Economy



March 3, 2019,   6:09 PM

The Top Professions With the Worst Reputations In The UAE

Amany Zaher

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Recruiters and real estate agents are among the professions with the worst reputations in the UAE, with financial advisers viewed as being less transparent on fees, according to the Middle East Investment Panorama survey, conducted by consultancy company, Insight Discovery.

The survey showed that around 24% of 1,000 UAE residents believed that recruitment companies had the worst reputations in the country, followed by credit card companies and loan agents with 18% each. Call centers received 12%, while 11% of participants thought real estate agents had a bad reputation.

Advisers from banks performed slightly better with 6%, followed by independent financial advisers and all others at 5%.

The survey revealed that independent financial advisers are viewed poorly by people who are earning between $17,696(AED 65,001) and $19,057(AED 70,000) per month, with 29% of the respondents in this group saying that financial advisers had the worst reputations in the UAE. Meanwhile, the survey noted that the number of financial advisers working in the sector has shrunk dramatically, with many viewing the arrival of new firms as a major threat.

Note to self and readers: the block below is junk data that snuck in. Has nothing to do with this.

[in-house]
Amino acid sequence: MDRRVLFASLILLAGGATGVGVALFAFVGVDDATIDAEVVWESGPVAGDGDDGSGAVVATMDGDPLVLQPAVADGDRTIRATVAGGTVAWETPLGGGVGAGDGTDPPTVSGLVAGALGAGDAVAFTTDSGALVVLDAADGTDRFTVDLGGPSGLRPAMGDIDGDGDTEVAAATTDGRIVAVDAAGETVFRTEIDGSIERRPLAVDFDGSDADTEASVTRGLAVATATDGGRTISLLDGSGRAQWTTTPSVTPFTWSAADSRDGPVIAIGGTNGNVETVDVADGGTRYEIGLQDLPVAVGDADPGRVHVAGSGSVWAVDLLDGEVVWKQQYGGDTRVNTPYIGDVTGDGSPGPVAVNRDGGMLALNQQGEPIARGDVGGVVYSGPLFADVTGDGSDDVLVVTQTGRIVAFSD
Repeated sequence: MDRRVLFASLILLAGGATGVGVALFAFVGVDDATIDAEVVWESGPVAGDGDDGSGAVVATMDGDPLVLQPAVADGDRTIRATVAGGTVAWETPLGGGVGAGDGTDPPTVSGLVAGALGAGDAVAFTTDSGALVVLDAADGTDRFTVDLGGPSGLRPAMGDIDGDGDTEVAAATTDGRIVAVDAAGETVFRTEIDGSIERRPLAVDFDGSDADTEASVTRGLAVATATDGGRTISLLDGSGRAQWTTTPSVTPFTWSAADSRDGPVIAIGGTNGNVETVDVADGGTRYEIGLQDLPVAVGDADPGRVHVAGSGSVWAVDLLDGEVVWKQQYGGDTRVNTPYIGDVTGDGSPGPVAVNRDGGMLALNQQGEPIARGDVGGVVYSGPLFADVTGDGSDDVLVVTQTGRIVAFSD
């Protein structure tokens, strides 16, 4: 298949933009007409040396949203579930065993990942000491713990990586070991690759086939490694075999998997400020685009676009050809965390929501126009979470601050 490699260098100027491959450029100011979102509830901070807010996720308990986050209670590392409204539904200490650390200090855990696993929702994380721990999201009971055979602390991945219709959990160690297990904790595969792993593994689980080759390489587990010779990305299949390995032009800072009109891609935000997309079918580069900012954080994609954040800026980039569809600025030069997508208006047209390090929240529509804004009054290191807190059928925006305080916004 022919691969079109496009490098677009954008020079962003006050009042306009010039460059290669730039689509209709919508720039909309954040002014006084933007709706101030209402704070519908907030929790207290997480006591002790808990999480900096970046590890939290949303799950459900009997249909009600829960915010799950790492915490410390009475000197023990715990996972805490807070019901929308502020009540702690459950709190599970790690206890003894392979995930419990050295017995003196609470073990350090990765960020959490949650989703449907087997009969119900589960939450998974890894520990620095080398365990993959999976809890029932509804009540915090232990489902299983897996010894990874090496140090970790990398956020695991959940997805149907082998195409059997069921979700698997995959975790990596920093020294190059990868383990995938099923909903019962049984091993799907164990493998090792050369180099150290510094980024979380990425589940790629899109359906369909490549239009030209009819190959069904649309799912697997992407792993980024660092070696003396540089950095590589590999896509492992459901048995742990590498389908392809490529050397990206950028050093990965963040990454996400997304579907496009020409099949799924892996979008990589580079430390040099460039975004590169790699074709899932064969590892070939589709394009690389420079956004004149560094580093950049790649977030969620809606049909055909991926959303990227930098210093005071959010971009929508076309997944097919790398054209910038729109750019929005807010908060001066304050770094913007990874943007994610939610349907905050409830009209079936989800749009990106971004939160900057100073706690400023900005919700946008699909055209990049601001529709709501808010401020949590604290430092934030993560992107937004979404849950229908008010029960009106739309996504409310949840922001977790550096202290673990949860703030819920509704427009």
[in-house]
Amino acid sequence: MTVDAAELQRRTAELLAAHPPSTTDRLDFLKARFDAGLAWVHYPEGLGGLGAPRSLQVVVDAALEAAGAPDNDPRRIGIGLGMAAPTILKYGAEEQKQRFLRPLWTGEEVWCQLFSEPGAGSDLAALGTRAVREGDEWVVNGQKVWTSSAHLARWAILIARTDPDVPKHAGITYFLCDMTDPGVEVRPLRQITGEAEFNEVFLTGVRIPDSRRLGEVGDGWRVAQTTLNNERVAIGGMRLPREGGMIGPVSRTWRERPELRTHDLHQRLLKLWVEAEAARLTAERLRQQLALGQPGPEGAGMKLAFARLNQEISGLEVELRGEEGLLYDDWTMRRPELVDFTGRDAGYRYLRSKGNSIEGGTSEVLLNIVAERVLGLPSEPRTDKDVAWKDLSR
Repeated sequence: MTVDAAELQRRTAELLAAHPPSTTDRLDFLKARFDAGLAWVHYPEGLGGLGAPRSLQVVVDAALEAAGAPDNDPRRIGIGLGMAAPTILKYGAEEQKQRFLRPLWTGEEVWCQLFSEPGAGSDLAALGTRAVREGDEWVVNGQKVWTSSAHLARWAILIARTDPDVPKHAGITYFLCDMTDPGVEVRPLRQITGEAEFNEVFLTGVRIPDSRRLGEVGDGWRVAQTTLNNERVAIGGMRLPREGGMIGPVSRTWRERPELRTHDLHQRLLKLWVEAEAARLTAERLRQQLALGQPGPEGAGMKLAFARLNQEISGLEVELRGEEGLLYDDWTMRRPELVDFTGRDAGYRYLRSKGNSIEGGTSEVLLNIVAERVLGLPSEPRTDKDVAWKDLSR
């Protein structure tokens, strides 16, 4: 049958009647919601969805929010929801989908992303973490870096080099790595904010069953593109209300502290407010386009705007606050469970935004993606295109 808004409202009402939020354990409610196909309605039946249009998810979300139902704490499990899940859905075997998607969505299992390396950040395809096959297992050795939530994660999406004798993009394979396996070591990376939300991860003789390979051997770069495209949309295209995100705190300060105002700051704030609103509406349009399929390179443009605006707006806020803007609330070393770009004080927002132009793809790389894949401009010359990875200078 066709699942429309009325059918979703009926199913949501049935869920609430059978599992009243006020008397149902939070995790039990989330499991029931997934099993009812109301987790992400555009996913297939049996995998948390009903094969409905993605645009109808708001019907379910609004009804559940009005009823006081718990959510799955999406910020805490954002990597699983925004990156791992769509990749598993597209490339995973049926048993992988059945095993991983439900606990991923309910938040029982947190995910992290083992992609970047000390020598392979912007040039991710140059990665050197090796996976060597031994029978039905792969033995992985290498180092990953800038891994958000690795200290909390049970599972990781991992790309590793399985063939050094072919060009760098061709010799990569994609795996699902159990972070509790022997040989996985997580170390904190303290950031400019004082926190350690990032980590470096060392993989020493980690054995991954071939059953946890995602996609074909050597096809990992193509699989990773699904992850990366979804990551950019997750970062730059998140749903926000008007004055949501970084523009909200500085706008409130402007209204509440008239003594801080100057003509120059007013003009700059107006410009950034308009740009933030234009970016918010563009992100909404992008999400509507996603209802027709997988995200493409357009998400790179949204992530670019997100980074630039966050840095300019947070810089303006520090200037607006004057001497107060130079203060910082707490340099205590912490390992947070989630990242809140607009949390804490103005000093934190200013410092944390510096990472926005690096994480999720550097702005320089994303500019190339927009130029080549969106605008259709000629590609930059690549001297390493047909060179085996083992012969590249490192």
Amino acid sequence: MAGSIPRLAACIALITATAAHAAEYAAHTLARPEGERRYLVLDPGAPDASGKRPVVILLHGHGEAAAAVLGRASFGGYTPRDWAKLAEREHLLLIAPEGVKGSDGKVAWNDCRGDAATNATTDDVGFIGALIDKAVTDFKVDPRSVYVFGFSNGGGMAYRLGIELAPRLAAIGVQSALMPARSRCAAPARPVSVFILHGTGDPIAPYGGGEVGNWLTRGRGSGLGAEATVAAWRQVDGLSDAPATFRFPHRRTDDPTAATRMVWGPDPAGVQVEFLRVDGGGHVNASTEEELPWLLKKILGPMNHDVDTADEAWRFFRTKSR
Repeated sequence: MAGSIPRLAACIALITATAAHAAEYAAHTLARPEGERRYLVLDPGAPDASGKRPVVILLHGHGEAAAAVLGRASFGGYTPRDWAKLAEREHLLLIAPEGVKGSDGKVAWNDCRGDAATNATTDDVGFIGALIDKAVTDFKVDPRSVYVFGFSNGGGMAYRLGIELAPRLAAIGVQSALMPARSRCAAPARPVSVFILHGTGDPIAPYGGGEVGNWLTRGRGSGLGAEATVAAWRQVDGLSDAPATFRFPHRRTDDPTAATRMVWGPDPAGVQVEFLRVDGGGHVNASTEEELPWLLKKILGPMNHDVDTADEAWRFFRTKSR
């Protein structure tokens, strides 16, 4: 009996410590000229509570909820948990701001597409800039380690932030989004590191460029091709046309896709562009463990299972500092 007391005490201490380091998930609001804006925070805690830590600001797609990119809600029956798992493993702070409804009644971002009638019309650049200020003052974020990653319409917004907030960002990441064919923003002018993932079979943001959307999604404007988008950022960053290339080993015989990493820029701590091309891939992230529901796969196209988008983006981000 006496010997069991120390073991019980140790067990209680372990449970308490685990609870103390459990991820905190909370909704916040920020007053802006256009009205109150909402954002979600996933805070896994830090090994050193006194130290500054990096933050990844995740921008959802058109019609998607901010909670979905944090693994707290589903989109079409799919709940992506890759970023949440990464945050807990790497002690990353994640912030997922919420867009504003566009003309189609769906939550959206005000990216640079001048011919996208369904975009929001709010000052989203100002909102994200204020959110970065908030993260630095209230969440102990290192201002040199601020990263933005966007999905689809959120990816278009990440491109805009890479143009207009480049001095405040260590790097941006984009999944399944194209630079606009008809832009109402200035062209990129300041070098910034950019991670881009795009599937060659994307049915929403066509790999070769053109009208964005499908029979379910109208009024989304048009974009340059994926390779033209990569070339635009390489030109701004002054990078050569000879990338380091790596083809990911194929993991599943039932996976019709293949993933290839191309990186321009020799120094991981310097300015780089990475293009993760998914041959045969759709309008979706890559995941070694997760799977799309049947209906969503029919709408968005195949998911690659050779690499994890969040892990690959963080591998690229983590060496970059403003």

The research showed that UAE residents believe there are three major ways in which the image of advisers could be improved, including more transparency on fees and commissions, a tougher stance by local regulators in relation to scams and unregulated firms (37%), and industry-recognized qualifications for advisers (15%).

“Our survey amongst UAE residents proves that financial advisers have been working in a challenging environment, which explains why there are fewer advisers working in the UAE”, said Nigel Sillitoe, CEO of Insight Discovery.

“One exciting development, which will help advisory firms who want their perception to improve, is that the demand from UAE residents for more transparency will soon be addressed as the Insurance Authority, which regulates insurance brokers, has introduced draft regulations that propose a cap on commissions for lump-sum investments and fixed-term contractual plans.”

The research, which was supported by 21 financial services companies, stated that nearly 49% of UAE residents are able to save 5% or less of their monthly income.

 



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